AMHO's worldwide drug business jumped $68 mil. (12%) in 1969 from about $564 mil. to $632 mil., increasing from 52% to 53% of the firm's $1-bil.-plus total sales. Pharmaceuticals accounted for the bulk of the gain, rising from $380 mil. to $429 mil. Proprietaries recorded a 10% increase for the second straight year, from $185 mil. to $203 mil.

Growth was somewhat better outside the U.S., both in pharmaceuticals and proprietaries. Domestic Rx sales advanced 12% from about $262 mil. to $293 mil. compared to a 15% increase overseas from $118 mil. to $136 mil. U.S. proprietary volume was up about 8% from $148 mil. to $160 mil. v. a 16% increase abroad from $37 mil. to $43 mil.

AMHO reports its divisional, foreign and domestic breakdown on the basis of gross sales. The figures reported above and in the accompanying table are computed by "The Pink Sheet” by applying to net sales the percentage each group contributed to gross.

Leading AMHO's pharmaceutical sales increase were Wyeth's Omnipen ampicillin, Ovral 1/2-mg. OC, the Tubex line of sterile, disposable, prefilled needle-cartridge syringe units, and its Serax mid-range tranquilizer, Wyeth's Equagesic tranquilizer also had appreciable sales gains," and its SMA infant formula “made good progress” aided by the new 32-ounce can of SMA Ready-to-Feed, introduced in April.



The Calif. attorney general has charged that many pharmacists are violating the Medi-Cal formulary's rule that “the pharmacist shall, in consultation with the prescriber, dispense the lowest-cost item he has in stock, including generic equivalent, which meets the medical needs of the recipient."

The 74-page report, covering all aspects of the Medi-Cal program, was accompanied by a four-page press release which helped it garner extensive lay-press coverage, including the Wall Street Journal and the New York Times.

The report listed some nine ways "in which pharmacies are engaging in activities which violate the laws and regs governing Medi-Cal.” The charges ranged from outright fraud and kickbacks to situations, such as dispensing “excessive” Rxs, where the fault may lie with the MD, not the pharmacist. (See box on next page for text of the violations

imputed to pharmacists.) The criticism about failure to dispense the lowest-cost drug contended that “a brand name is always more expensive than the generic-name drug” and often “is as much as two or three times more expensive.” It added that “in situations where an inexpensive generic drug could have been dispensed, the patient has been given an expensive brand-name drug.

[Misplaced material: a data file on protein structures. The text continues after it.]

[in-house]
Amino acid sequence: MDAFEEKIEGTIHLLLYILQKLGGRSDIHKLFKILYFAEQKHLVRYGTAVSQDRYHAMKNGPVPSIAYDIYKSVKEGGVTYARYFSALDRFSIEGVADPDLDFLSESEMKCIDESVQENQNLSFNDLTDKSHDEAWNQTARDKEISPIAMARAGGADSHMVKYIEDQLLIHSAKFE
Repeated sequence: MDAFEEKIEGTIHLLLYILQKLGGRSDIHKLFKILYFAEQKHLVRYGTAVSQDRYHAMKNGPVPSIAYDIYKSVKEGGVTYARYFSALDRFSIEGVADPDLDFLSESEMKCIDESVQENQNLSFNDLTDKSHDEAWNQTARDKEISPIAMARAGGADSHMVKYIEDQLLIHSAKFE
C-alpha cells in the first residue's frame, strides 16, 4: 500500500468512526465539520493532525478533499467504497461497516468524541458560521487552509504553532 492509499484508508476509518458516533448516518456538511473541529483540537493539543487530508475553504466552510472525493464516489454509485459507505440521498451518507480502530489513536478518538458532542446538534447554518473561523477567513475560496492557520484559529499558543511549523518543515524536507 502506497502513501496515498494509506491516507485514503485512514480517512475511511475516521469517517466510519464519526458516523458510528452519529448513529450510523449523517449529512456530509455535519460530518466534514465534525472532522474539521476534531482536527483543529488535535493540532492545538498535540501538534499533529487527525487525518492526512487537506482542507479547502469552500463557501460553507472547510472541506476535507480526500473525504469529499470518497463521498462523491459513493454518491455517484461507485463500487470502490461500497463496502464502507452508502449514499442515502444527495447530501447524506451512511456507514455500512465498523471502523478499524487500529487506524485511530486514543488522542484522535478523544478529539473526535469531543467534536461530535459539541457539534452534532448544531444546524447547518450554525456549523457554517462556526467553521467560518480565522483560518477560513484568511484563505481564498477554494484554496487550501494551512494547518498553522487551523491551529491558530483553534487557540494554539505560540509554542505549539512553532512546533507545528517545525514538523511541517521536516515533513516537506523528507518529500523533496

Compulsory generic prescribing on all federal programs is not feasible until it can be demonstrated that generic equivalents actually provide the same therapeutic benefits, the H-E-W Dept. may tell the White House in its report on the costs of medical care.

If reflected in the final report, scheduled to go to President Johnson in a few weeks, this view will be in line with the thinking of FDA Com. Goddard, who arranged a trip for dept. officials to the military drug procurement center in Philadelphia last December (“The Pink Sheet" Jan. 2).

Purpose of the meeting was to learn how the military insures quality drugs for its personnel via a procurement program based largely on generics. Both Goddard and Public Health Service Surgeon General Dr. William Stewart are understood to be interested in getting appropriations to support studies of "clinical equivalency” by their agencies.

Drug prices have not made a major contribution to the increasing costs of medical care, the report might say, quoting Consumer Price Index

statistics to show that MDs fees and hospital charges have shot upward. A statement like this in a prestigious govt. report would support the case which the Pharmaceutical Mfrs. Assn. (PMA) has been preparing and documenting for months in anticipation of attacks on Capitol Hill during this session as part of the drive to enact generic drug legislation. The PMA case was unveiled to closed meetings of members held in NYC and Chicago last week, and was well received as a good start on a “professional job.” White House Report May Call For Competition At Pharmacy As Well As Manu

facturing Level H-E-W, however, may dull the thrust of its “good word” for the industry by pointing out that drug costs are higher than they would be if greater price competition existed, either at the manufacturing or retail pharmacy levels. The Kefauver investigation might be used as a reference to show the role of promotion costs in the prices of branded drugs.

Absence of an official or authoritative source of information for MDs on the effectiveness and safety of drugs, and the need for FDA to do something about this—another Goddard favorite project—also could be discussed in the White House report.

Even when generics are prescribed, the report may say, the pharmacist might not dispense a lower cost drug. Some drafts of the report are critical of

the mark-up system in this regard. While the White House report is being finished, memos also are circulating around the dept. among officials who have to deal directly and immediately with